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Chronic Sleep Deprivation

This is How Chronic Sleep Deprivation Affects Your Health

Chronic insomnia may have adverse effects on the health of a person. This article provides information regarding the same.
SleepHearty Staff
Last Updated: Mar 19, 2018
The amount of sleep required by an individual varies from person to person. On an average, 7½ hours of sleep is sufficient for an adult; however, many people do very well with far less than that while others need 9-10 hours of sleep. Almost everybody experiences sleeplessness at some point in life. The occasional night of tossing and turning, and the inability to get that shuteye despite trying everything is a symptom of lack of sleep. It is usually caused by stress, indigestion, or consumption of excessive alcohol or caffeine.

When sleeplessness continues to be persistent, and the normal patterns of sleep keeps being elusive, night after night (e.g. three to four nights each week) which lasts for a month and even more, then that condition is regarded as chronic insomnia.

Effects

The sleeplessness experienced by people with insomnia has no ostensible reason. However, the sleep deprivation is so acute that it leads to a corresponding decrease in the energy levels of the body accompanied by mood swings, making the affected person irritable. This may have an adverse impact on the day-to-day life of a person.

Mood swings and low-energy levels are some of the ill effects of this condition. According to research, sleep reinforces the immune system. Hence, chronic sleeplessness may also have an adverse effect on the health by reducing the immunity to disease causing bacteria and viruses.

Sleeplessness caused due to insomnia often results in the lack of mental alertness and concentration accompanied by chronic fatigue, which is one of the leading causes of accidents.

This condition may also lead to poor performance at the workplace. This may lead to financial stress, which may worsen this condition further.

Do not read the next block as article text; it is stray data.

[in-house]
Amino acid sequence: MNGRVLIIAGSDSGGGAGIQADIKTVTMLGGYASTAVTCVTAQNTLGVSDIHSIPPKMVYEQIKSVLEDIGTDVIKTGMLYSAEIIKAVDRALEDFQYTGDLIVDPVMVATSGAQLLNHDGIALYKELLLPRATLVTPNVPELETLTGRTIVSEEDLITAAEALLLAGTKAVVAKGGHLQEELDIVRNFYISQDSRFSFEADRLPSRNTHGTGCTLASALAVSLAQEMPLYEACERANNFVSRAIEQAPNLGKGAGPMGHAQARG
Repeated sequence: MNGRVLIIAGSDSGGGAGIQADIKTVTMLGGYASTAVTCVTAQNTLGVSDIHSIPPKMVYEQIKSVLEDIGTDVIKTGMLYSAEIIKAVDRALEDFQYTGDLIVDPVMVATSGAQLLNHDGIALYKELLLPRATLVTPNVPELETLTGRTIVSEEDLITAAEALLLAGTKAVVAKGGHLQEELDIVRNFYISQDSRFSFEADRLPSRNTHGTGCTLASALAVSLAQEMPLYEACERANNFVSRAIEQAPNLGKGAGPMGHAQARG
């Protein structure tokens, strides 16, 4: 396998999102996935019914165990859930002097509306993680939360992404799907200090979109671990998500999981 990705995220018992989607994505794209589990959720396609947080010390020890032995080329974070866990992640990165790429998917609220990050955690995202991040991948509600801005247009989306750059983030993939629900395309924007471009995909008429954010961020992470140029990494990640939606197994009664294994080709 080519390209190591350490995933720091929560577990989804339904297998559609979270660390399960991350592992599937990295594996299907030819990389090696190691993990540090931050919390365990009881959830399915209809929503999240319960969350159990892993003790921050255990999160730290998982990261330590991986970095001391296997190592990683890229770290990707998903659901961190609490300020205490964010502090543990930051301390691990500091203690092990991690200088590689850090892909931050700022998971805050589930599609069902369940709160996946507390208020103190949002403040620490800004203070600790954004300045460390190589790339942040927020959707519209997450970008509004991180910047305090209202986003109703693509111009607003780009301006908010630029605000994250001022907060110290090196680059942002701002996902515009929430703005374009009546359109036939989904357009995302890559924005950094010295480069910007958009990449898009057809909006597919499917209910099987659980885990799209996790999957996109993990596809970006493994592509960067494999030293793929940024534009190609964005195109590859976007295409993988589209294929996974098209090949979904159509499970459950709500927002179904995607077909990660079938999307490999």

Causes

Chronic insomnia may be caused by a wide variety of conditions like: chronic stress, emotional problems such as paranoia, anxiety, or depression, and chronic illnesses such as respiratory problems, allergies, asthma, and arthritis.

Studies have found that up to 70% of the people with psychological disorders are afflicted by insomnia. This is because such people have abnormally low levels of melatonin (a hormone that induces sleep) and high levels of stress hormones. Some of the most common psychological disorders that lead to lack of sleep are manic depression, schizophrenia, chronic anxiety, and chronic depression.

In some cases, no medical condition is found to cause chronic insomnia. In such cases, the condition is referred to as primary insomnia. For instance, in women, primary insomnia may be caused by the fluctuation of progesterone, a female hormone produced in the ovaries.

The primary type of chronic insomnia may also be caused by lifestyle and behavioral elements such as the overuse of stimulating substances like caffeine, alcohol, nicotine, drug abuse, irregular habits, disruptive sleep and wake cycles caused by continuous late-night socializing or irregular working schedule, etc.

Treatment

If the insomnia is not responsive to behavioral therapy or other natural methods of treatment, then the primary means of treatment is the use of antidepressant, hypnotic, and sedative drugs. However, these drugs are usually addictive, and with time they lose their effectiveness. Hence, they are usually used as a short-term means of treating chronic insomnia.

Subsequently, it is recommended to make positive behavioral and lifestyle changes, and also to adopt techniques of relaxation like meditation that helps induce sleep. If the chronic insomnia is caused by a medical condition, then that disease will have to be treated to reduce the sleep deprivation caused by it.

Disclaimer: This SleepHearty article is for informative purposes only, and should not be used as a replacement for expert medical advice.